• Ilomo A study of the Ilomo / Clampi botnet STAGE 2: MAIN EXECUTABLE The main Ilomo executable is responsible for carrying out the core Ilomo code, where-as the Dropper is responsible for dropping Ilomo files and setting up all registry values, which the main executable expects to be present. In other words executing the main executable on its own is not enough to infect the machine; this is instead the job of the Dropper. The very first thing the Main Executable does is to create a mutex on the system, a standard technique ensuring that only one copy of the malware is running. The mutex has the following value: GlobalQYWBUUMFRMUZSPV Most of the Ilomo’s activities are carried out by injecting code into a hidden Internet Explorer window. Before it does this the code performs a brief sanity check to ensure that Internet Explorer is actually installed on the system. This is accomplished by querying the following CLSID, which is associated with Internet Explorer: 0002DF01-0000-0000-C000-00000000-0046 Having performed all of this housekeeping the main Ilomo routines begin. Ilomo first injects code into a hidden Internet Explorer process; however it accomplishes this in quite an unusual way. It creates an Internet Explorer process in “Suspended Mode” with no visible window. What is unusual about the way that Ilomo does this is the command line it uses: C:Program FilesInternet Exploreriexplore.exe xFCxEBx1A^x8BxFEWxAC<Ztx0F,AxC0xE0x04x8AxD8xAC,Ax02xC3xAAxEBxECXxC 3xE8xE1xFFxFFxFFILOMOIAJAAAAAAJAJAJAJAJAJAJAJAJAFOAPDBLJAIAAAAAAILNAF GIKMCCEAPAEEBIIAGEGMBOKAEOCPCMGAGAAFOILHNAEIDMHBFDDMAFGFHFAGKAEFAG KPPLIFMJEIAHMPPNAILNIIFMAHFBALIDBADJBHMPPNADNLHAAAAAAHELJOLEODDMAFHFA FAGIBPAAAPAAFDLIAFLJIAHMPPNAIFMAHEDALJAJAAAAAAIJAEAIIJFMAIAEOIBEAAAAAAIL OMILHFAEILFOANPPHGAJLIHELJIAHMPPNAOLALIPEEAIAIILPIPMPDKEOLAKFDLIEHJLIAHMP PNADDMAILOFMDZ0 This may look like garbage at first glance (you can also see the string “ILOMO” from which the malware gets its name). However the technique employed by this malware becomes clear in the next stage of the injection routine. The Main Executable uses the CreateRemoteThread API to create a remote thread at memory location 0x7C812F1D in the suspended Internet Explorer process. Inspection of this memory address reveals that this is where the kernel function GetCommandLineA has been mapped into Internet Explorer’s memory. The GetCommandLineA function returns a pointer to the string passed as a parameter to the current process, in this case to the long string of “garbage” that was passed as a parameter above. Closer inspection of this parameter reveals that it is in fact shellcode, and that Ilomo has used this unusual approach to inject it into the Internet Explorer memory. So what does this shellcode do, and how is it actually set to execute? First let’s look at this shellcode in a disassembler:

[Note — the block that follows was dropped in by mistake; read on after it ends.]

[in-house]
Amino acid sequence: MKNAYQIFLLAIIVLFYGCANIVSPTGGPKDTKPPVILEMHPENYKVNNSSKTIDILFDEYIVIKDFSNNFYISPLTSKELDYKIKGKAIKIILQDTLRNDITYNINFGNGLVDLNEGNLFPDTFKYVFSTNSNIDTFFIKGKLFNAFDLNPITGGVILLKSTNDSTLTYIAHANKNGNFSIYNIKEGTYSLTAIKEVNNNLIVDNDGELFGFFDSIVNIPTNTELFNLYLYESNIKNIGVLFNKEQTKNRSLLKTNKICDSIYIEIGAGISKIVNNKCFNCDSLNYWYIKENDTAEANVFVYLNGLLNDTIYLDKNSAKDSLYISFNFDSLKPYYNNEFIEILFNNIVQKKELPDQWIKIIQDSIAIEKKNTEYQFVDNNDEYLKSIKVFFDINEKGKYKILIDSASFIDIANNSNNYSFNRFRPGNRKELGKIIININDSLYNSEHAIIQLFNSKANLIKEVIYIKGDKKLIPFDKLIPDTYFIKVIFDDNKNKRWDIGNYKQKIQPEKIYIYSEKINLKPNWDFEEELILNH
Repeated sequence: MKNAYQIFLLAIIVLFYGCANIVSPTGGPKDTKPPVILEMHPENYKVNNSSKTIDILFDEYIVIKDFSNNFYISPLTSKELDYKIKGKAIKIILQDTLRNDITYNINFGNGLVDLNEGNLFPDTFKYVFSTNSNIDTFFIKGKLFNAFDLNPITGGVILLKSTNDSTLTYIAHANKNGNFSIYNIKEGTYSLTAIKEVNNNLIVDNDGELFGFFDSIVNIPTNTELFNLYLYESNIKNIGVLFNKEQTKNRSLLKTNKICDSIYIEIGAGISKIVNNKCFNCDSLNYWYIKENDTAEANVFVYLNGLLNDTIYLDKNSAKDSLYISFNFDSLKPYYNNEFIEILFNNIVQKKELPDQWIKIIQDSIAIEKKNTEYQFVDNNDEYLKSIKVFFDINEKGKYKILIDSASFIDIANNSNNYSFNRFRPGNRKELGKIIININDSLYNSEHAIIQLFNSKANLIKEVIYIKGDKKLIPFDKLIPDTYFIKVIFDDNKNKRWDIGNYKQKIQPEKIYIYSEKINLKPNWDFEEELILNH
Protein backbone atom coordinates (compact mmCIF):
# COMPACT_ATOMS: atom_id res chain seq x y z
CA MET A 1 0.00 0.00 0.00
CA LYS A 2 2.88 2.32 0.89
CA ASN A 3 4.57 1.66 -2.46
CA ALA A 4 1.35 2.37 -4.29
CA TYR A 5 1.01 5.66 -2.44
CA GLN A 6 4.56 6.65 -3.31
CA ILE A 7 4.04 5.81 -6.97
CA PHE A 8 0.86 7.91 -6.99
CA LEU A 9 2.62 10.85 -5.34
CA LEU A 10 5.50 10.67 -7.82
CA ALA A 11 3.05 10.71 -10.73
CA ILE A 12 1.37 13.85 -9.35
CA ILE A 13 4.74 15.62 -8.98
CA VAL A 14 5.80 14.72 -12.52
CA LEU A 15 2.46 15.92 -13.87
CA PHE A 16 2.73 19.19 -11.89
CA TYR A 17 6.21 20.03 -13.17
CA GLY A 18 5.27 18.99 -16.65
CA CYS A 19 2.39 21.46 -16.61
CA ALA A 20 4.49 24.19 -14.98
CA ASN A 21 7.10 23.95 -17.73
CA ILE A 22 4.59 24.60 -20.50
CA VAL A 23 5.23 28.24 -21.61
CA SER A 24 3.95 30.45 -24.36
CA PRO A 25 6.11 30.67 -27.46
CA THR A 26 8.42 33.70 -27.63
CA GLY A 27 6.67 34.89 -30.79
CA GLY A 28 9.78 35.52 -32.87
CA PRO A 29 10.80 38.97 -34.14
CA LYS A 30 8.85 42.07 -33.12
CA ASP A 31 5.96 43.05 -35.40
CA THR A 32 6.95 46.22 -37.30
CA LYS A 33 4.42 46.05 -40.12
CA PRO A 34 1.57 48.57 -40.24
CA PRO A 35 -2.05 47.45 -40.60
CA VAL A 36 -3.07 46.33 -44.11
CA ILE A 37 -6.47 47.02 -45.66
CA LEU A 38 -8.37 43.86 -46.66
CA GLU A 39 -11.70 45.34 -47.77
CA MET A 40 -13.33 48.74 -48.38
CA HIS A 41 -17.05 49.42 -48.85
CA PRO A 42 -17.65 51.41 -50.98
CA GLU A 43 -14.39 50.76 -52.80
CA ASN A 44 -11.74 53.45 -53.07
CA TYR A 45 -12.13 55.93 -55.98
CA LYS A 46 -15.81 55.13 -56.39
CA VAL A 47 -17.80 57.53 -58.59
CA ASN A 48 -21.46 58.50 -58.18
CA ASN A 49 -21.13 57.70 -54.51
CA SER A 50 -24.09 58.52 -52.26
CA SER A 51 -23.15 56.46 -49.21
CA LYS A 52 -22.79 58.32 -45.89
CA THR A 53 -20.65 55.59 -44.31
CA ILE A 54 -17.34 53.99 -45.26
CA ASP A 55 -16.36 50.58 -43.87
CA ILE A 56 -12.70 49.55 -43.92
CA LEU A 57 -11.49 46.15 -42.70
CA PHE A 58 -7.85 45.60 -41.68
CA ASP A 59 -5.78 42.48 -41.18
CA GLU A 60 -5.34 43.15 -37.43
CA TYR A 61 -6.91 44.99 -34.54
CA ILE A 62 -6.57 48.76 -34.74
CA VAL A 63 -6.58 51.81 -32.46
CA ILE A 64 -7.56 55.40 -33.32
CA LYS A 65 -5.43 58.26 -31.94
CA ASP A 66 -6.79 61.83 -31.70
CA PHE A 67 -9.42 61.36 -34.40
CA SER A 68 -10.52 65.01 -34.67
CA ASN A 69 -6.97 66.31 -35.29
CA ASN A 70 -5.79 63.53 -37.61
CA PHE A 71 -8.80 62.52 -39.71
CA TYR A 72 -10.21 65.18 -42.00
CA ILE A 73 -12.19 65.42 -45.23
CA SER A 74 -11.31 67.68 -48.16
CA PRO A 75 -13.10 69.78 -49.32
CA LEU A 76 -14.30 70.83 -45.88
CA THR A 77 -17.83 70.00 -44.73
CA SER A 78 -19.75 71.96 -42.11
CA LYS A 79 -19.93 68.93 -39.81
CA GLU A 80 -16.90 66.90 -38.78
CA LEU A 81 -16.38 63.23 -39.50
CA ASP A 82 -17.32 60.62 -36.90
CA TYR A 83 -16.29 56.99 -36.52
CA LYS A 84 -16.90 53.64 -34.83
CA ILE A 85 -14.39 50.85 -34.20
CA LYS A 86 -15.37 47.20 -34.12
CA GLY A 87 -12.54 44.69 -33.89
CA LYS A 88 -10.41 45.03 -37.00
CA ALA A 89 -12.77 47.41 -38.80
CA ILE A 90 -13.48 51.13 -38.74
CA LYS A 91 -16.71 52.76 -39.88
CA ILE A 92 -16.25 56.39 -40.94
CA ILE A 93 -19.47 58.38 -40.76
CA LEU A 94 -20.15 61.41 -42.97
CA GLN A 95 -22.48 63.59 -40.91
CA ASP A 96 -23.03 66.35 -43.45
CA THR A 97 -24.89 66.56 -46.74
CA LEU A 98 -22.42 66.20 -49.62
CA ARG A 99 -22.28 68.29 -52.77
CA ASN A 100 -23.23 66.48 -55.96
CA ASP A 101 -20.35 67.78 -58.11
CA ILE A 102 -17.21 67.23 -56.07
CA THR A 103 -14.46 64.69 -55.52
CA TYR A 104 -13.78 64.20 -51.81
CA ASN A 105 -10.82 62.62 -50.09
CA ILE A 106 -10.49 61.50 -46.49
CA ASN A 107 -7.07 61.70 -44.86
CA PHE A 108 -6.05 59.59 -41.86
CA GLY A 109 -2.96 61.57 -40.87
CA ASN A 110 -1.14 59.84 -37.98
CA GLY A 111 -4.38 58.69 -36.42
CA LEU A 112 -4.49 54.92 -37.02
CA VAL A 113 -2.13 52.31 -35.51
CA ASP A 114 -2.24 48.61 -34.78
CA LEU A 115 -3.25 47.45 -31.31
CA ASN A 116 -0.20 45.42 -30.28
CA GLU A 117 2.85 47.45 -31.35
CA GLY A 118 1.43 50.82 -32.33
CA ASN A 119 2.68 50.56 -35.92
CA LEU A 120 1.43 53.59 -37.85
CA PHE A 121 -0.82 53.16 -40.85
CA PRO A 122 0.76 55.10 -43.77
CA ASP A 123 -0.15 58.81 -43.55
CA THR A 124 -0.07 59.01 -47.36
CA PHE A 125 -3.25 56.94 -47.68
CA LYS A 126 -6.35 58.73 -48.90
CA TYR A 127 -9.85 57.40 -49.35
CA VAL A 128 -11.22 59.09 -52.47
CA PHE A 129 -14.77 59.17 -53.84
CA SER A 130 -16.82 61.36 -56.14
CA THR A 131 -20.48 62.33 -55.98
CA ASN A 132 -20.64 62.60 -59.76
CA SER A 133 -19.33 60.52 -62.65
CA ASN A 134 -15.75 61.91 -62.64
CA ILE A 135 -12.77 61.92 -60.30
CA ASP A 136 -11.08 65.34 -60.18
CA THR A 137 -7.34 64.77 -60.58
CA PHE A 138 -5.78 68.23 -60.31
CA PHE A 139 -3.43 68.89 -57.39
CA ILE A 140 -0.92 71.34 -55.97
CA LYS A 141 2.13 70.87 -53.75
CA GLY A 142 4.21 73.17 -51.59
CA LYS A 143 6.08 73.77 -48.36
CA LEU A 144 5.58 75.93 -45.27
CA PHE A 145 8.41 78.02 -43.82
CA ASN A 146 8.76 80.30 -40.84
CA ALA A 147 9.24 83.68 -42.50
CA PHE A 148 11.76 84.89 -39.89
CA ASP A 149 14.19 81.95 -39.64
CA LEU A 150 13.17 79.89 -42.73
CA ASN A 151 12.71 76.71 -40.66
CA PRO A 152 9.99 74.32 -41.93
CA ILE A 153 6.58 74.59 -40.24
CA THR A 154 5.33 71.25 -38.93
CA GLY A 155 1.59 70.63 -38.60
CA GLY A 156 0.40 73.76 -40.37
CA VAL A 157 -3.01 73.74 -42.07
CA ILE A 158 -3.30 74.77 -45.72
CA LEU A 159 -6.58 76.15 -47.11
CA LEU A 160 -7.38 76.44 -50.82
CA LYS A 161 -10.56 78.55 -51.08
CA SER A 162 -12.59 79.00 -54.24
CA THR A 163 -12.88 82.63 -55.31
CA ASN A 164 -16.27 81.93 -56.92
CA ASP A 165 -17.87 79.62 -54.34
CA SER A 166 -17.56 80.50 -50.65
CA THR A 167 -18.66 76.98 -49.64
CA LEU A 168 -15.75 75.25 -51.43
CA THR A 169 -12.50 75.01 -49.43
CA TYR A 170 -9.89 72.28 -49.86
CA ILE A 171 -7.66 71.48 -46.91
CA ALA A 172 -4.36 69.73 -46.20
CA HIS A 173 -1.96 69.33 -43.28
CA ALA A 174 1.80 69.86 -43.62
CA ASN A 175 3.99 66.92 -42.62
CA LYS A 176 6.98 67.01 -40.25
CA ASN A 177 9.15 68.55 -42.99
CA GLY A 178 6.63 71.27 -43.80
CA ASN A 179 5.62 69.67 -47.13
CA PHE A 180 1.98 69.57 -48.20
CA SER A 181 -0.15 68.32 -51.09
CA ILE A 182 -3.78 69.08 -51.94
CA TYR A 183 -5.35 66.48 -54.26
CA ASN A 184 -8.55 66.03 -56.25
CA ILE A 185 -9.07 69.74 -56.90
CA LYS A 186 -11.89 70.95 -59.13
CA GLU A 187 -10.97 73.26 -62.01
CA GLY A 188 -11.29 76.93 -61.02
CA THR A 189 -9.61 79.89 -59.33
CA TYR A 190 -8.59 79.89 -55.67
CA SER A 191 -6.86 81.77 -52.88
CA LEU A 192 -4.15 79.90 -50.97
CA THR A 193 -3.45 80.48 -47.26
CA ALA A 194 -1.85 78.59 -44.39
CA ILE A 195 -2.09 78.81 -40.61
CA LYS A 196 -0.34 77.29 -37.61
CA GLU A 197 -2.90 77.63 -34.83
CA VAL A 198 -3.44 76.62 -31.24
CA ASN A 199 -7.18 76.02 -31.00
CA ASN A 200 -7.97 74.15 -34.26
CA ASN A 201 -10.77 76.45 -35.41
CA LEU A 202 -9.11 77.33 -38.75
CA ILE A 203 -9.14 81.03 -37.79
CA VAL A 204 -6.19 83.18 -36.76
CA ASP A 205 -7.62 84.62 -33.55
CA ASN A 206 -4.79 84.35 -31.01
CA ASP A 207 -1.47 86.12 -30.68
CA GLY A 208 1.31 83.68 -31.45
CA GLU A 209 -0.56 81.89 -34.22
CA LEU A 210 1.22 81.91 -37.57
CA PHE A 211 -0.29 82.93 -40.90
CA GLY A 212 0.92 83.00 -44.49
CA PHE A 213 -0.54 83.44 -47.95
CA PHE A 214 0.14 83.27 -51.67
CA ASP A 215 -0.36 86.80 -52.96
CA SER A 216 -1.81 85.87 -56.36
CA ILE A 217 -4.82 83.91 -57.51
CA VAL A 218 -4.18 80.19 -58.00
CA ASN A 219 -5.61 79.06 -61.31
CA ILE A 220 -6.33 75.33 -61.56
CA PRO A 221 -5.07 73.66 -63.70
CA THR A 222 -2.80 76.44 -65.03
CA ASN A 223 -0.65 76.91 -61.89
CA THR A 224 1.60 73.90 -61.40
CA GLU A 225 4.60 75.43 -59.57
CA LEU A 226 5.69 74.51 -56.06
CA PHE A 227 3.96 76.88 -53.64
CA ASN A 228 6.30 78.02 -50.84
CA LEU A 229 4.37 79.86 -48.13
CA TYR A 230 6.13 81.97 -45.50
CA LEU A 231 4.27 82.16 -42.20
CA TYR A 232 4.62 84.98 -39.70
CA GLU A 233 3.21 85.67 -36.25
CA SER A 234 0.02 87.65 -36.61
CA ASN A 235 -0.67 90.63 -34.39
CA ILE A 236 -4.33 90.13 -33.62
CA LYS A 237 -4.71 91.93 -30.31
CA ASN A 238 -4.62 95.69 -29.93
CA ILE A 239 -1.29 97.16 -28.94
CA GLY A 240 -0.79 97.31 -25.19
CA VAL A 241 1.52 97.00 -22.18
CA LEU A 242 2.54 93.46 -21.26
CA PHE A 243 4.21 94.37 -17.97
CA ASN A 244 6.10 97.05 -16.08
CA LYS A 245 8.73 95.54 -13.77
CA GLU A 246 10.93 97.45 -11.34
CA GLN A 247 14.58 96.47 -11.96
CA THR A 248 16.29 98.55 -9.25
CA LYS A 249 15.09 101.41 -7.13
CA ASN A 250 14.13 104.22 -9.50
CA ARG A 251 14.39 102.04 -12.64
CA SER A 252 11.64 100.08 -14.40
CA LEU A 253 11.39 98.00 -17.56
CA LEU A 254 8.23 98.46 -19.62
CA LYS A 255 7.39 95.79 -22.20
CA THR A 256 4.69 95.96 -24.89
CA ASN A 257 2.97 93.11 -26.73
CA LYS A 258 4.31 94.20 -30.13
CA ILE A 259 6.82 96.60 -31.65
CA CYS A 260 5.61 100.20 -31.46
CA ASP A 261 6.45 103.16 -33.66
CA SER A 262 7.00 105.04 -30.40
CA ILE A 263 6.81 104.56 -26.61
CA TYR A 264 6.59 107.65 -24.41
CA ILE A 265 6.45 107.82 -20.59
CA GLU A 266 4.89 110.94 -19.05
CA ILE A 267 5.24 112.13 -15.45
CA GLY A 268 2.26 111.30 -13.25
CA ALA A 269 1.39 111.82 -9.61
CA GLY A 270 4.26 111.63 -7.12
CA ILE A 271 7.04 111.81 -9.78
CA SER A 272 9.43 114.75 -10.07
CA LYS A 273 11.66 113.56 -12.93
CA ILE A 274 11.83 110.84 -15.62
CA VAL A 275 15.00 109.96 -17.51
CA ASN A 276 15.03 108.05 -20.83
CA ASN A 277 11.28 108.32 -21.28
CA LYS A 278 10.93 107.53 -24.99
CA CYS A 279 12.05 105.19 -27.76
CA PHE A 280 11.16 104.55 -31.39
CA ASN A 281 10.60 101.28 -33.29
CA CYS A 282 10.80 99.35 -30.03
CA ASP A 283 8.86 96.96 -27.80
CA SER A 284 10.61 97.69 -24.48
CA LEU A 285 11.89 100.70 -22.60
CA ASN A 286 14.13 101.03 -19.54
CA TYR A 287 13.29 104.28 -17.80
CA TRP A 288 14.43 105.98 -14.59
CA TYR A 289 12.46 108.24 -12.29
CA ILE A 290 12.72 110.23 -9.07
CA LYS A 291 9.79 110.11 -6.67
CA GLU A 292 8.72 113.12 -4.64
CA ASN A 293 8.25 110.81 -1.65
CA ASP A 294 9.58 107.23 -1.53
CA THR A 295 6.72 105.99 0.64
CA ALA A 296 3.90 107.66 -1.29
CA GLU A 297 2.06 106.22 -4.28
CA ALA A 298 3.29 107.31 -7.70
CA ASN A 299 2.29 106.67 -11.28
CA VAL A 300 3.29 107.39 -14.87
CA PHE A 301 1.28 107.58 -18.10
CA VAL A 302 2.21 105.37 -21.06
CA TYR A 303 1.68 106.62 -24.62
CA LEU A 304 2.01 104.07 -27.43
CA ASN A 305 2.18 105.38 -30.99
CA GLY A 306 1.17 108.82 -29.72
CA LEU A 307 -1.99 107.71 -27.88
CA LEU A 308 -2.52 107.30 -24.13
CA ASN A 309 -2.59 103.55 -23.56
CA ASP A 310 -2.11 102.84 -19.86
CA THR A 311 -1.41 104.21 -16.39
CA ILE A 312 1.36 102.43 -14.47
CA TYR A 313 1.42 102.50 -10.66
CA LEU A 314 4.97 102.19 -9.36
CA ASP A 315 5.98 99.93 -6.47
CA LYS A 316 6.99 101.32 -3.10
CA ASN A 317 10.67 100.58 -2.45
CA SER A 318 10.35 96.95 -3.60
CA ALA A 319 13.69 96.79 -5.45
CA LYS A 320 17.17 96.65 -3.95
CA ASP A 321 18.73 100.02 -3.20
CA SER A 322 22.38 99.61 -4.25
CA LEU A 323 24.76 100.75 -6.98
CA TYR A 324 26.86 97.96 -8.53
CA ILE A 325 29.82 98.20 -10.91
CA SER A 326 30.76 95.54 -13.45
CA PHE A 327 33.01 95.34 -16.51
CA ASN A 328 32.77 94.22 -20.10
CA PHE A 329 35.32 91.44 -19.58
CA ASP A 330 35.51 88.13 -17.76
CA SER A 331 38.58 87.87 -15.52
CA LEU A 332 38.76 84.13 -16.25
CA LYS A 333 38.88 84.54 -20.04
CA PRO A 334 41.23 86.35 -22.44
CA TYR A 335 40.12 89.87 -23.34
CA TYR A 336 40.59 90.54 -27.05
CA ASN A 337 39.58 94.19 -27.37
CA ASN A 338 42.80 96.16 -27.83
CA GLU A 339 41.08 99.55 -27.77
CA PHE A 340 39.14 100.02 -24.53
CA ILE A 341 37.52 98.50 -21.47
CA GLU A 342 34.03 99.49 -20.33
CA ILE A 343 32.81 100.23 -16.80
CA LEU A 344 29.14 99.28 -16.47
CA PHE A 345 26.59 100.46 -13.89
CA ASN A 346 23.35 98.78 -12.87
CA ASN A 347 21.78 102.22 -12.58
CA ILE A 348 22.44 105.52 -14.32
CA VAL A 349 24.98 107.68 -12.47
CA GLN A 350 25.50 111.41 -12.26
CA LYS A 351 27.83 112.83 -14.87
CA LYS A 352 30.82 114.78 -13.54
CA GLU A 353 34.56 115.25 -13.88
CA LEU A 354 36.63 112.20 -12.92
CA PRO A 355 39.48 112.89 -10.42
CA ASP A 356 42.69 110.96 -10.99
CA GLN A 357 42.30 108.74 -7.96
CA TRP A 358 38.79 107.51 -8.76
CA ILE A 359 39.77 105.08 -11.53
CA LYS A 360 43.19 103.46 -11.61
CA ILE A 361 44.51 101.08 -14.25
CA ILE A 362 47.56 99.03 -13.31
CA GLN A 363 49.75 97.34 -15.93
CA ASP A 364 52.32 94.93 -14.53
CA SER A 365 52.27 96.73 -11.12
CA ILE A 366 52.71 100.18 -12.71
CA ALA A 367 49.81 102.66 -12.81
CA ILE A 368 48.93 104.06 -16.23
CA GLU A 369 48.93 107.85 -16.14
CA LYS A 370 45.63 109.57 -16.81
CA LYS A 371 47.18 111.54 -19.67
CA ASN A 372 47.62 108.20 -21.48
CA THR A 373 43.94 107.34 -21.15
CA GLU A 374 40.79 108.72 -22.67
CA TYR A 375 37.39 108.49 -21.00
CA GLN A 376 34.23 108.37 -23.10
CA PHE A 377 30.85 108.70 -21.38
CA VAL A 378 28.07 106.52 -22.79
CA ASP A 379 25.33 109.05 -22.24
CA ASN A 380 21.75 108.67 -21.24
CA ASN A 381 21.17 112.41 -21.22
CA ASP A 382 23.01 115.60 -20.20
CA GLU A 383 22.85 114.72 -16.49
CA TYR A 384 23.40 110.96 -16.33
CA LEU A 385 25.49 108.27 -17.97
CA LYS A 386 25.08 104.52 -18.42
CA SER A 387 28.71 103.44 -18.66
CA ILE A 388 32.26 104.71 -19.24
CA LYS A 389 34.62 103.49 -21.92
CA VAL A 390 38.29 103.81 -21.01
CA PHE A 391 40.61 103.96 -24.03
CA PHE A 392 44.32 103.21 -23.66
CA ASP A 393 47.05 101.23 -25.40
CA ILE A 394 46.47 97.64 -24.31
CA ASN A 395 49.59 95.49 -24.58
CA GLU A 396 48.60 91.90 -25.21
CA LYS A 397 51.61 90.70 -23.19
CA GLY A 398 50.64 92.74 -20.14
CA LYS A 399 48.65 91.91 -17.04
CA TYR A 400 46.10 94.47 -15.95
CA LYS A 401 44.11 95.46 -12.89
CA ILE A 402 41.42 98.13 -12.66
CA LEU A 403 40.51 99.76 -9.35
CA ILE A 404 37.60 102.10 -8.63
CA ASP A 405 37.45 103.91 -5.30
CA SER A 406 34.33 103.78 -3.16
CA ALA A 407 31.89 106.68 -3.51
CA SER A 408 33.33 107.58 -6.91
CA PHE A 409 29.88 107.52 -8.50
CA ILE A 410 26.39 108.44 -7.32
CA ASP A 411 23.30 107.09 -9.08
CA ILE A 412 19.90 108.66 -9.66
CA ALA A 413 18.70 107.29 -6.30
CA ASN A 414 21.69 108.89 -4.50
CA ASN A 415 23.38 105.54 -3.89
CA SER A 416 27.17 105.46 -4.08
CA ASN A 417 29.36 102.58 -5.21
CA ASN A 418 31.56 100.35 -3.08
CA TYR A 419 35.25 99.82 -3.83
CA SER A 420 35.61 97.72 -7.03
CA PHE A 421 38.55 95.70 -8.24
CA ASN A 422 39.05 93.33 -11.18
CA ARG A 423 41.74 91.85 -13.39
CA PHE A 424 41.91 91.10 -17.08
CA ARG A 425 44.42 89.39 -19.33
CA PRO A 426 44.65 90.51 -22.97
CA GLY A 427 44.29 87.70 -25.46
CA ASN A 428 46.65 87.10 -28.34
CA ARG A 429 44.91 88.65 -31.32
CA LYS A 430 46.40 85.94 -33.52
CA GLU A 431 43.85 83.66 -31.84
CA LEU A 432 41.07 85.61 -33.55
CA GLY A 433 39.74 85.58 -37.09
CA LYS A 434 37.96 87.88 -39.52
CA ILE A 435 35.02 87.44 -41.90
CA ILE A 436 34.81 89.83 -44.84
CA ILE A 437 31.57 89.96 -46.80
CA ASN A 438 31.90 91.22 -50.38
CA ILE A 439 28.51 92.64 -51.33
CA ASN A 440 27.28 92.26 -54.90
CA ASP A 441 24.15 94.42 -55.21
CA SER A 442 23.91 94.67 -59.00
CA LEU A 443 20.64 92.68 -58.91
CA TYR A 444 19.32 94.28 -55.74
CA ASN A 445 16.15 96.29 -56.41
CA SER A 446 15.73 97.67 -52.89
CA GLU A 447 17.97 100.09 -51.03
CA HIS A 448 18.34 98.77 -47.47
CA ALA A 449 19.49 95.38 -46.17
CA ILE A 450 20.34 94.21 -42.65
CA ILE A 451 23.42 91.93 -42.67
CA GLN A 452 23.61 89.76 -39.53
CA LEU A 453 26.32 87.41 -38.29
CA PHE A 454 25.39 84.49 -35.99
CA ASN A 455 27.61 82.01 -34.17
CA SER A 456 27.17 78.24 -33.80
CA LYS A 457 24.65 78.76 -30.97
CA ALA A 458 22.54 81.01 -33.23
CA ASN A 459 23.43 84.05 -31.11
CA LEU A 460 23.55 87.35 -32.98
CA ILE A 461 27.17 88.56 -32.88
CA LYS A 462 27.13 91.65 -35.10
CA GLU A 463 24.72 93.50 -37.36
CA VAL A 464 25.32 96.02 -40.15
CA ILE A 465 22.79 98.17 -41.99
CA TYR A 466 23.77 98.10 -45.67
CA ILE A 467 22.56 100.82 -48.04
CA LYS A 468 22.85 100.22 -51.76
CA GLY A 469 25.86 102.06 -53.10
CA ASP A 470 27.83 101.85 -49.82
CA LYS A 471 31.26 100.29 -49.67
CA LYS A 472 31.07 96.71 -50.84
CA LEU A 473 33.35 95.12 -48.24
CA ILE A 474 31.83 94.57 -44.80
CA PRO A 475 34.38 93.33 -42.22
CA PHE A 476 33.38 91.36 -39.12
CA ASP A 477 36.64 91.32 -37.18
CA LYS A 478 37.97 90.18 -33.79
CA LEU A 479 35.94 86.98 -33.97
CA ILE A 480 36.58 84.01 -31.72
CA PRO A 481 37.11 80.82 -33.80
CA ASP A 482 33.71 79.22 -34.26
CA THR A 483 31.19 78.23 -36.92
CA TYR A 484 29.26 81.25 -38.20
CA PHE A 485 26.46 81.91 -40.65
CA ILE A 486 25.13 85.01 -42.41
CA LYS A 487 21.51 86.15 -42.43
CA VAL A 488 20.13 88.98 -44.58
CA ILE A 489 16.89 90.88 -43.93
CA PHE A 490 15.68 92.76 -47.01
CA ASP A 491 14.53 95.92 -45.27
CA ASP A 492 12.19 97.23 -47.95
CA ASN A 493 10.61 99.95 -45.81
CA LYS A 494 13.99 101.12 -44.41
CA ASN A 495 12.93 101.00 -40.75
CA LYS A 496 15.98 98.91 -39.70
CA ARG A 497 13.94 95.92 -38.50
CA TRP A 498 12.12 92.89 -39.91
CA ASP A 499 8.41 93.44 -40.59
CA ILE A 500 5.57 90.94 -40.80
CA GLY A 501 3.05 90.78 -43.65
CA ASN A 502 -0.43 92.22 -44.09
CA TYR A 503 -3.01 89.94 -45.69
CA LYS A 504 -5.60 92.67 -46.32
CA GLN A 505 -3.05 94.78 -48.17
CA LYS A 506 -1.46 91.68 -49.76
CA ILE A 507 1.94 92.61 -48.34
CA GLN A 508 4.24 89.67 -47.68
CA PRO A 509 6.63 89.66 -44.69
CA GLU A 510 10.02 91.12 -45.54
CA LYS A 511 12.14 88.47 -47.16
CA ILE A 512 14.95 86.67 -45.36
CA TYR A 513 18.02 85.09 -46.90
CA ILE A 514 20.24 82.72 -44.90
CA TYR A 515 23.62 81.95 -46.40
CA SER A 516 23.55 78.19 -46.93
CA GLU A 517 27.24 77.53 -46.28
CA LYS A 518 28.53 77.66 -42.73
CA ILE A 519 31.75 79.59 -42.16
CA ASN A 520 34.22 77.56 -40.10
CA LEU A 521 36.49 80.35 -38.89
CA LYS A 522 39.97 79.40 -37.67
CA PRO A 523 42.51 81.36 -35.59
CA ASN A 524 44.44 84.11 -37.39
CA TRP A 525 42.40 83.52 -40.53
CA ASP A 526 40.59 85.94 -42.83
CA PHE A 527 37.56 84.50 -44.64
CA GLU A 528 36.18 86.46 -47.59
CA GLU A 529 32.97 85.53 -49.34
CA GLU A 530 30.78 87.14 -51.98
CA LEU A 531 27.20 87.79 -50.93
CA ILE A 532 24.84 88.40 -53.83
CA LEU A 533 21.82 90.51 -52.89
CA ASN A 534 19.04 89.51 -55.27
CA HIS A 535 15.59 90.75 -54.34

• Ilomo A study of the Ilomo / Clampi botnet Fig 2.1: Shellcode You can see the opcodes of the shellcode in the margin to the left which correspond to the parameter passed to Internet Explorer (e.g. starts with xFCxEBx1A ). This shellcode (everything before the string of ASCII character beginning with “ILOMO”) is a rather simple decoding loop which decrypts the string into yet more shellcode. The loop subtracts the ASCII character “A” from each character (4 bits) in the string and then joins every two characters together, resulting in executable byte code. It continues to do this until it comes to the character “Z”, which it knows is the end of the string. For example, the “IL” of ILOMO is 0x49 0x4C in hex. If we take away “A” (0x41) we get the values 0x08 and 0x0B, which joined together form 0x8B (part of a move instruction) Once decoded the code looks like this: